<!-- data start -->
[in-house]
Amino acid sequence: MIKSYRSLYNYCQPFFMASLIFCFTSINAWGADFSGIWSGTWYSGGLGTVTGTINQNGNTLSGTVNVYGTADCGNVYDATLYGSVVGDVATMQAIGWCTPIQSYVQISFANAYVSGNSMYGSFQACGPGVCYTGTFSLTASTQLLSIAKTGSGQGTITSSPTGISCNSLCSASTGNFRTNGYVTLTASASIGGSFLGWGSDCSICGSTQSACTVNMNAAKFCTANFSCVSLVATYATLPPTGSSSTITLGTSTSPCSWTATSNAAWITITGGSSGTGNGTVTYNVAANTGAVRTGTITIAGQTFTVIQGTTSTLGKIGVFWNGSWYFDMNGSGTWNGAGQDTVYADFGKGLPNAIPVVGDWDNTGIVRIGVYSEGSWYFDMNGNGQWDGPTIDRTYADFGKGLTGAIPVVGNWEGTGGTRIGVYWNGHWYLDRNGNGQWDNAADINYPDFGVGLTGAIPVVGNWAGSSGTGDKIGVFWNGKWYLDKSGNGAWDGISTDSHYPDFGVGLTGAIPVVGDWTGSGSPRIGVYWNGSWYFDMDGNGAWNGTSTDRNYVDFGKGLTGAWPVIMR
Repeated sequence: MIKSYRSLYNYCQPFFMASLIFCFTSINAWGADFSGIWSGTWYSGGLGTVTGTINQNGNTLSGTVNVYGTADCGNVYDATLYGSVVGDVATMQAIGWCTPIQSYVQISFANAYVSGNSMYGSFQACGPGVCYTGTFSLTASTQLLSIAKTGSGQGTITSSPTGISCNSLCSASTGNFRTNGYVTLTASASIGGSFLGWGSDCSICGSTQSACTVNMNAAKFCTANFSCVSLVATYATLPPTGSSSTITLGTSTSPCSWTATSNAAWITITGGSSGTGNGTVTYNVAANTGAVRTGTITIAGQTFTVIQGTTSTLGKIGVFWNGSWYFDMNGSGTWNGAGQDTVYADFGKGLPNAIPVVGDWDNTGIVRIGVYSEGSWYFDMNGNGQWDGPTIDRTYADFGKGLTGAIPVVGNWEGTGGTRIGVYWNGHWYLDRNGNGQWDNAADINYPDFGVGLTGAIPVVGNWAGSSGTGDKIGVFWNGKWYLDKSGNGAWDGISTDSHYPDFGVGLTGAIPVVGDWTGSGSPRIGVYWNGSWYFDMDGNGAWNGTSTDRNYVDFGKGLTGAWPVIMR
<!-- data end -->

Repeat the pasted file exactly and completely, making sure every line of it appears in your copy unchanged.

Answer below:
[in-house]
Amino acid sequence: MIKSYRSLYNYCQPFFMASLIFCFTSINAWGADFSGIWSGTWYSGGLGTVTGTINQNGNTLSGTVNVYGTADCGNVYDATLYGSVVGDVATMQAIGWCTPIQSYVQISFANAYVSGNSMYGSFQACGPGVCYTGTFSLTASTQLLSIAKTGSGQGTITSSPTGISCNSLCSASTGNFRTNGYVTLTASASIGGSFLGWGSDCSICGSTQSACTVNMNAAKFCTANFSCVSLVATYATLPPTGSSSTITLGTSTSPCSWTATSNAAWITITGGSSGTGNGTVTYNVAANTGAVRTGTITIAGQTFTVIQGTTSTLGKIGVFWNGSWYFDMNGSGTWNGAGQDTVYADFGKGLPNAIPVVGDWDNTGIVRIGVYSEGSWYFDMNGNGQWDGPTIDRTYADFGKGLTGAIPVVGNWEGTGGTRIGVYWNGHWYLDRNGNGQWDNAADINYPDFGVGLTGAIPVVGNWAGSSGTGDKIGVFWNGKWYLDKSGNGAWDGISTDSHYPDFGVGLTGAIPVVGDWTGSGSPRIGVYWNGSWYFDMDGNGAWNGTSTDRNYVDFGKGLTGAWPVIMR
Repeated sequence: MIKSYRSLYNYCQPFFMASLIFCFTSINAWGADFSGIWSGTWYSGGLGTVTGTINQNGNTLSGTVNVYGTADCGNVYDATLYGSVVGDVATMQAIGWCTPIQSYVQISFANAYVSGNSMYGSFQACGPGVCYTGTFSLTASTQLLSIAKTGSGQGTITSSPTGISCNSLCSASTGNFRTNGYVTLTASASIGGSFLGWGSDCSICGSTQSACTVNMNAAKFCTANFSCVSLVATYATLPPTGSSSTITLGTSTSPCSWTATSNAAWITITGGSSGTGNGTVTYNVAANTGAVRTGTITIAGQTFTVIQGTTSTLGKIGVFWNGSWYFDMNGSGTWNGAGQDTVYADFGKGLPNAIPVVGDWDNTGIVRIGVYSEGSWYFDMNGNGQWDGPTIDRTYADFGKGLTGAIPVVGNWEGTGGTRIGVYWNGHWYLDRNGNGQWDNAADINYPDFGVGLTGAIPVVGNWAGSSGTGDKIGVFWNGKWYLDKSGNGAWDGISTDSHYPDFGVGLTGAIPVVGDWTGSGSPRIGVYWNGSWYFDMDGNGAWNGTSTDRNYVDFGKGLTGAWPVIMR